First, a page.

Wild cherry (Prunus avium L.) S-genotyping is aimed to uncover and thus make it possible to select appropriate genotypes applicable in establishing commercial plantations and advanced forest tree breeding activities. The general and long-term aim is to increase genetic gain in economically valuable traits while maintaining sufficient genetic variability (represented by diverse S-alleles in population). We genotyped 123 accessions from wild cherry growing areas in the Czech Republic using polymerase chain reaction based length polymorphisms detection of S-RNase and SFB genes. The studied plant material revealed 18 different S-haplotypes, 54 S-genotypes corresponded to 25 defined incompatibility groups of cultivated sweet cherry. Eighteen unique S-genotypes were designated to group ‘0’ as a universal pollinator. Eleven new incompatibility groups were found out, of which four were cross-compatible with sweet cherry cultivars. The most frequent was a new incompatibility group S14S21 followed by the group S12S14. The haplotypes S14 (13%) and S1 (10%) were the most frequent whereas S20 was less frequent in the wild populations of cherry. The present study of S-genotyping in the wild cherry population reveals the genetic diversity structure of natural populations and hopefully will help define the breeding strategy including more accurate planning activities such as the optimal seed design of orchards.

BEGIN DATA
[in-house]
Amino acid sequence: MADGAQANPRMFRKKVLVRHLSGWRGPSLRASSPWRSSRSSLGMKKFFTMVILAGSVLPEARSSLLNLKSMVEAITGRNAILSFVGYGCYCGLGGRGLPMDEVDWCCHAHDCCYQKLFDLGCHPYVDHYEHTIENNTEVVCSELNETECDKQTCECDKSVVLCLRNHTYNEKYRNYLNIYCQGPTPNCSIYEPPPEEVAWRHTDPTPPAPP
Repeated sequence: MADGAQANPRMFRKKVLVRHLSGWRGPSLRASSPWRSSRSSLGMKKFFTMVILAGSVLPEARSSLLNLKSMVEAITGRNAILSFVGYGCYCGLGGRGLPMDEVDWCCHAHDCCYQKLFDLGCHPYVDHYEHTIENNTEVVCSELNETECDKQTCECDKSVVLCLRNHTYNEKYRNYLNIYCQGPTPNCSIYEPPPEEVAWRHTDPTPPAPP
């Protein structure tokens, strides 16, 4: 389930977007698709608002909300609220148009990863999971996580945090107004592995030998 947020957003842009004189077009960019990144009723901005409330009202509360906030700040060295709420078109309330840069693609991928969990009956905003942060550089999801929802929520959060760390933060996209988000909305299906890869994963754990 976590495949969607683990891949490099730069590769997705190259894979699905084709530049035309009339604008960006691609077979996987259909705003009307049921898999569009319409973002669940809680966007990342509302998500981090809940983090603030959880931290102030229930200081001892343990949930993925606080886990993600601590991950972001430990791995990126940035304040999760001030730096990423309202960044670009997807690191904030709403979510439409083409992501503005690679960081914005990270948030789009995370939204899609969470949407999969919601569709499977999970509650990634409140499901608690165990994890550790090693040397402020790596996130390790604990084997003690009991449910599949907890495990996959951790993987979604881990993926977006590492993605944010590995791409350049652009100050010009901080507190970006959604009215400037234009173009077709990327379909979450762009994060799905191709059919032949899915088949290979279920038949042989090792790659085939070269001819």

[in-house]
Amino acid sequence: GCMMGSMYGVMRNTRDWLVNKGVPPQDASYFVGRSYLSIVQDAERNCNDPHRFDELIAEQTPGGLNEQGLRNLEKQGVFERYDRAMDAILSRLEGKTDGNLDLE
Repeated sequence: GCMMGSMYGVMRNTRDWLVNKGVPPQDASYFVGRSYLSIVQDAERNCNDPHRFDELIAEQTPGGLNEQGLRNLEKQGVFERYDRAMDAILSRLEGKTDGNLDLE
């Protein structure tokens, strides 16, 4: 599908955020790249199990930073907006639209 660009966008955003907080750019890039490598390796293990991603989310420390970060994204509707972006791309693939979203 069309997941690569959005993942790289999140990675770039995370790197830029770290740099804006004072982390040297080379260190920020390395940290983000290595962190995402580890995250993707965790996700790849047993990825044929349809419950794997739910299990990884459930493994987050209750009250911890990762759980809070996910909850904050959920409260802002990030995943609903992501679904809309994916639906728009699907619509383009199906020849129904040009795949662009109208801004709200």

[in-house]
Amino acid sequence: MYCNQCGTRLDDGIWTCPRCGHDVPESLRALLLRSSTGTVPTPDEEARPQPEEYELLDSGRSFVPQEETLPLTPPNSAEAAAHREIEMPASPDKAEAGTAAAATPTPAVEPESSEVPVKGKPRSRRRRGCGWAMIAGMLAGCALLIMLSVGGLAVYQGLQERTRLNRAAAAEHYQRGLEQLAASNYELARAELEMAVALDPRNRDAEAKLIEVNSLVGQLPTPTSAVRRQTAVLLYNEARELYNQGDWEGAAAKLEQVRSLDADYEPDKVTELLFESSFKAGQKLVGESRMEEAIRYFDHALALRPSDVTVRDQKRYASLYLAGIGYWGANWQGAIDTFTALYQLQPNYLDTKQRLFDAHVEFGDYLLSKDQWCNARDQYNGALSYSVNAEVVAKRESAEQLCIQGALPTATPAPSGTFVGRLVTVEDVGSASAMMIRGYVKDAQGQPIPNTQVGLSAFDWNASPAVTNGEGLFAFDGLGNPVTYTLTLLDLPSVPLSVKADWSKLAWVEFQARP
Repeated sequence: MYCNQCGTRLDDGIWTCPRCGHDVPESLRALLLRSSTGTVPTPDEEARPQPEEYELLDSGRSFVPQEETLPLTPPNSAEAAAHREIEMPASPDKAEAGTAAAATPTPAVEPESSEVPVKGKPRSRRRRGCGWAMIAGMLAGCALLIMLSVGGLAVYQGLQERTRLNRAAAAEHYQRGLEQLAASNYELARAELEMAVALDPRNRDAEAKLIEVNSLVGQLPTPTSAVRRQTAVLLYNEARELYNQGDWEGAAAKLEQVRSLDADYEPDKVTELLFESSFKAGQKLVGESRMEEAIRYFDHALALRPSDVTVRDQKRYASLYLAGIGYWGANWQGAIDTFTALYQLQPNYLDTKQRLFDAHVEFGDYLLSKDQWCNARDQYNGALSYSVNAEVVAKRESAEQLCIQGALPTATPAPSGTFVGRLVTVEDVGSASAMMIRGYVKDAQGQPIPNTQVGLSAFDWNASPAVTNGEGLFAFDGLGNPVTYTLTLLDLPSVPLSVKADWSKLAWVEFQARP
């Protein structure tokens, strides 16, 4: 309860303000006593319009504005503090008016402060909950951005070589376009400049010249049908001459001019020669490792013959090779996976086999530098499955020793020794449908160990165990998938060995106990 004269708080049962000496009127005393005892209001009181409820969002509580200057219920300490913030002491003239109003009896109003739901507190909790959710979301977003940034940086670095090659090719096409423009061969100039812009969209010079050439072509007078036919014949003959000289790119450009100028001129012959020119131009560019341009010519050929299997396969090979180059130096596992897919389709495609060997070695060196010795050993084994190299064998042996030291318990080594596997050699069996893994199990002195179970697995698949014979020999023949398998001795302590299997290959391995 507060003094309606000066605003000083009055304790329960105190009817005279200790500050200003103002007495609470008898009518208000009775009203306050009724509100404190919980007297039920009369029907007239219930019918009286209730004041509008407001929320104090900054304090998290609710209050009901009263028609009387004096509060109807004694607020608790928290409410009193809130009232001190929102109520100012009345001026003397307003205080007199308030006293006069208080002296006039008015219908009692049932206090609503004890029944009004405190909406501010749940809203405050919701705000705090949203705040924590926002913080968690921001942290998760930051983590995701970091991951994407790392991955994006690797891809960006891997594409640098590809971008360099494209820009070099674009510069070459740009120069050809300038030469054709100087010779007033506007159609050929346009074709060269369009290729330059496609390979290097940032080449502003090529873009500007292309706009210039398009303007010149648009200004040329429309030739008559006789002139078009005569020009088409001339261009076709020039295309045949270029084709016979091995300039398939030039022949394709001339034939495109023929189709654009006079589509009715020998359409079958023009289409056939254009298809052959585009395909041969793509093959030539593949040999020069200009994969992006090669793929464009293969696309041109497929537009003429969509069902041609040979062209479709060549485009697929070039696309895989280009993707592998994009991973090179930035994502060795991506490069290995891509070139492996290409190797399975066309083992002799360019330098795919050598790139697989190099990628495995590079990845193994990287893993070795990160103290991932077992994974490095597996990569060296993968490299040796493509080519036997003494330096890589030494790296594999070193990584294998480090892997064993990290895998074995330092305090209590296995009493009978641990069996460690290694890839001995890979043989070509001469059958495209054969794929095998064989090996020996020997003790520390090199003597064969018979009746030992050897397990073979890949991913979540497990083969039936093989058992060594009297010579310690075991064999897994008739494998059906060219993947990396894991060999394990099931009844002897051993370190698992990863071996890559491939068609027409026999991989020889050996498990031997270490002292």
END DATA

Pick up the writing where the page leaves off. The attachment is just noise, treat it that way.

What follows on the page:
Prunus avium L., S-haplotype, incompatibility groups
Sharma, K., Korecký, J., Patrizio Soldateschi, E.D., Sedlák, P. (2017): S-genotype diversity in wild cherry populations in the Czech Republic. Scientia Agriculturae Bohemica, 48, 92-97. doi: 10.1515/sab-2017-0015